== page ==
├─sda2 ext4   SYSTEM 0a3407de-014b-458b-b5c1-848e92a327a3 /
├─sda3 ext4   DATA   b411dc99-f0a0-4c87-9e05-184977be8539 /home
└─sda4 swap          f9fe0b69-a280-415d-a03a-a32752370dee [SWAP]

For those using GPT, use the blkid command instead. The latter is more convenient for scripts, but more difficult to read.

$ blkid
/dev/sda1: UUID="CBB6-24F2" TYPE="vfat" PARTLABEL="EFI SYSTEM PARTITION" PARTUUID="d0d0d110-0a71-4ed6-936a-304969ea36af" 
/dev/sda2: LABEL="SYSTEM" UUID="0a3407de-014b-458b-b5c1-848e92a327a3" TYPE="ext4" PARTLABEL="GNU/LINUX" PARTUUID="98a81274-10f7-40db-872a-03df048df366"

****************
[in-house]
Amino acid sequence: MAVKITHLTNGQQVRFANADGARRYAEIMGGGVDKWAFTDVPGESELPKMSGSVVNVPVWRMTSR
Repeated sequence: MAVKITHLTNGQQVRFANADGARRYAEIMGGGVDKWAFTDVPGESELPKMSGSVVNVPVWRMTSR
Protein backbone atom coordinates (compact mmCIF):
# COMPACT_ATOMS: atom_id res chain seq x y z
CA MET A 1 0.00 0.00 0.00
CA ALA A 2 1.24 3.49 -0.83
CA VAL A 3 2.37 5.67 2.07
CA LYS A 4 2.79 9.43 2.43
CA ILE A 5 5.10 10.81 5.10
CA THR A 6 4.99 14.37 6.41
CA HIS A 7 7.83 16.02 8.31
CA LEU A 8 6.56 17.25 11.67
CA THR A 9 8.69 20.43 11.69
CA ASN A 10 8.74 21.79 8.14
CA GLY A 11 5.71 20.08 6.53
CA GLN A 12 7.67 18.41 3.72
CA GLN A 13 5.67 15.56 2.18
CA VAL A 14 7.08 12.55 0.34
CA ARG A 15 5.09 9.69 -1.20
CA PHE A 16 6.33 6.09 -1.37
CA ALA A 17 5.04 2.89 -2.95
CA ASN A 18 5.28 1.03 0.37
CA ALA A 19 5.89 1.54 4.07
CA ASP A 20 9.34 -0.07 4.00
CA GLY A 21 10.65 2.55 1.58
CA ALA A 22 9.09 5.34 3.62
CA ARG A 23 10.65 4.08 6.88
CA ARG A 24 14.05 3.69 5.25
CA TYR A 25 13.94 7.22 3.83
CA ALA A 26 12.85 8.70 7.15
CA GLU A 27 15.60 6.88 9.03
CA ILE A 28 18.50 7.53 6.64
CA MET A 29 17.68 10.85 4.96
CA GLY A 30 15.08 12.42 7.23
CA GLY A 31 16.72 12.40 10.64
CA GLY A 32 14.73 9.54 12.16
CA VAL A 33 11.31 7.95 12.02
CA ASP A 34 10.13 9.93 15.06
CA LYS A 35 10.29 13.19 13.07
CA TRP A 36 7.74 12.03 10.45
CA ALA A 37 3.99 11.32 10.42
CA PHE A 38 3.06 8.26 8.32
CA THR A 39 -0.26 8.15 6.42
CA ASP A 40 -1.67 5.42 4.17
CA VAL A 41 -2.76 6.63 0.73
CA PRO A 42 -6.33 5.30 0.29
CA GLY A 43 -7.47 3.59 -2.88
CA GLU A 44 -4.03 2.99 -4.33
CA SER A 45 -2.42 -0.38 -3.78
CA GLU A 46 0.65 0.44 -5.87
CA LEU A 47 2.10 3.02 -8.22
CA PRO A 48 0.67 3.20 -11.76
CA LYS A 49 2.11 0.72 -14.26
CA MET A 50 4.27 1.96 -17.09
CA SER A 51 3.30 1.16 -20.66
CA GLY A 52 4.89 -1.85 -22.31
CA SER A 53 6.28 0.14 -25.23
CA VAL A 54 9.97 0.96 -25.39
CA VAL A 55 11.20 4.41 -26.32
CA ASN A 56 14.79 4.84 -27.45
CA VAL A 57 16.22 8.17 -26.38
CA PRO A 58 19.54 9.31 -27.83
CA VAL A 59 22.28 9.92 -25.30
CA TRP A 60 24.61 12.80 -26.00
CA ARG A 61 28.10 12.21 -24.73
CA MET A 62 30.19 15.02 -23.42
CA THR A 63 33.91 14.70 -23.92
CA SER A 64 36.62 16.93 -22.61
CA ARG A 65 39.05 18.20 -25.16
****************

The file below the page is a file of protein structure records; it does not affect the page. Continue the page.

/dev/sda3: LABEL="DATA" UUID="b411dc99-f0a0-4c87-9e05-184977be8539" TYPE="ext4" PARTLABEL="HOME" PARTUUID="7280201c-fc5d-40f2-a9b2-466611d3d49e" 
/dev/sda4: UUID="f9fe0b69-a280-415d-a03a-a32752370dee" TYPE="swap" PARTLABEL="SWAP" PARTUUID="039b6c1c-7553-4455-9537-1befbc9fbc5b"

by-label

Almost every filesystem type can have a label. All your partitions that have one are listed in the /dev/disk/by-label directory. This directory is created and destroyed dynamically, depending on whether you have partitions with labels attached.

$ ls -l /dev/disk/by-label
 
total 0
lrwxrwxrwx 1 root root 10 May 27 23:31 DATA -> ../../sda3
lrwxrwxrwx 1 root root 10 May 27 23:31 SYSTEM -> ../../sda2

The labels of your filesystems can be changed. Following are some methods for changing labels on common filesystems:

swap 
swaplabel -L <label> /dev/XXX using util-linux
ext2/3/4 
e2label /dev/XXX <label> using e2fsprogs
btrfs 
btrfs filesystem label /dev/XXX <label> using btrfs-progs
reiserfs 
reiserfstune -l <label> /dev/XXX using reiserfsprogs